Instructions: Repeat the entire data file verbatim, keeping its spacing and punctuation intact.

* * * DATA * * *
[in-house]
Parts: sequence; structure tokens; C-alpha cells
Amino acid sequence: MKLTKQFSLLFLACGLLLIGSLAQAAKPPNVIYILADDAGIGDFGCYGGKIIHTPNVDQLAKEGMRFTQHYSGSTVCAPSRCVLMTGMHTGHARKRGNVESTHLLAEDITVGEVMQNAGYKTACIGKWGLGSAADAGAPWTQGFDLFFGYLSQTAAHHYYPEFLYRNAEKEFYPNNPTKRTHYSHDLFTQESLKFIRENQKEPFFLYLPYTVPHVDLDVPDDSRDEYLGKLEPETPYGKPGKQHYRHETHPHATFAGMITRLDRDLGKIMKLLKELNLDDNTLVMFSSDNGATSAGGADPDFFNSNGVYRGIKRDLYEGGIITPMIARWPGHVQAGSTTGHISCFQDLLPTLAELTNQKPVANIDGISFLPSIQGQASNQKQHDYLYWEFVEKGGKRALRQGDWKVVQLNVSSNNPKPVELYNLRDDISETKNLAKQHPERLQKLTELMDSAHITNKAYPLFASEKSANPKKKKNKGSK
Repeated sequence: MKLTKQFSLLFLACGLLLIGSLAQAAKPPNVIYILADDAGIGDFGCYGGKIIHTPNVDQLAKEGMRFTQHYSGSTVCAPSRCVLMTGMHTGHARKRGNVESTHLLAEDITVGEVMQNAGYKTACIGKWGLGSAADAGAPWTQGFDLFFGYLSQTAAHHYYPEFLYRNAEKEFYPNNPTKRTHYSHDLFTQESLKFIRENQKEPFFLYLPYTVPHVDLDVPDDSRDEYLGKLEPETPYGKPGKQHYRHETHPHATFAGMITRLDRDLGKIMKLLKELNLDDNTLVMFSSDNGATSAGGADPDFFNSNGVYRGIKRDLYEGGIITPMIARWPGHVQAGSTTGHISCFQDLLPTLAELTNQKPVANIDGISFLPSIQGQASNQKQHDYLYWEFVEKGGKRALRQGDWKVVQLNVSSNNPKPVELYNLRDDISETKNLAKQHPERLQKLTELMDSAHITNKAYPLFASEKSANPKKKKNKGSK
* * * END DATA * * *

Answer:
[in-house]
Parts: sequence; structure tokens; C-alpha cells
Amino acid sequence: MKLTKQFSLLFLACGLLLIGSLAQAAKPPNVIYILADDAGIGDFGCYGGKIIHTPNVDQLAKEGMRFTQHYSGSTVCAPSRCVLMTGMHTGHARKRGNVESTHLLAEDITVGEVMQNAGYKTACIGKWGLGSAADAGAPWTQGFDLFFGYLSQTAAHHYYPEFLYRNAEKEFYPNNPTKRTHYSHDLFTQESLKFIRENQKEPFFLYLPYTVPHVDLDVPDDSRDEYLGKLEPETPYGKPGKQHYRHETHPHATFAGMITRLDRDLGKIMKLLKELNLDDNTLVMFSSDNGATSAGGADPDFFNSNGVYRGIKRDLYEGGIITPMIARWPGHVQAGSTTGHISCFQDLLPTLAELTNQKPVANIDGISFLPSIQGQASNQKQHDYLYWEFVEKGGKRALRQGDWKVVQLNVSSNNPKPVELYNLRDDISETKNLAKQHPERLQKLTELMDSAHITNKAYPLFASEKSANPKKKKNKGSK
Repeated sequence: MKLTKQFSLLFLACGLLLIGSLAQAAKPPNVIYILADDAGIGDFGCYGGKIIHTPNVDQLAKEGMRFTQHYSGSTVCAPSRCVLMTGMHTGHARKRGNVESTHLLAEDITVGEVMQNAGYKTACIGKWGLGSAADAGAPWTQGFDLFFGYLSQTAAHHYYPEFLYRNAEKEFYPNNPTKRTHYSHDLFTQESLKFIRENQKEPFFLYLPYTVPHVDLDVPDDSRDEYLGKLEPETPYGKPGKQHYRHETHPHATFAGMITRLDRDLGKIMKLLKELNLDDNTLVMFSSDNGATSAGGADPDFFNSNGVYRGIKRDLYEGGIITPMIARWPGHVQAGSTTGHISCFQDLLPTLAELTNQKPVANIDGISFLPSIQGQASNQKQHDYLYWEFVEKGGKRALRQGDWKVVQLNVSSNNPKPVELYNLRDDISETKNLAKQHPERLQKLTELMDSAHITNKAYPLFASEKSANPKKKKNKGSK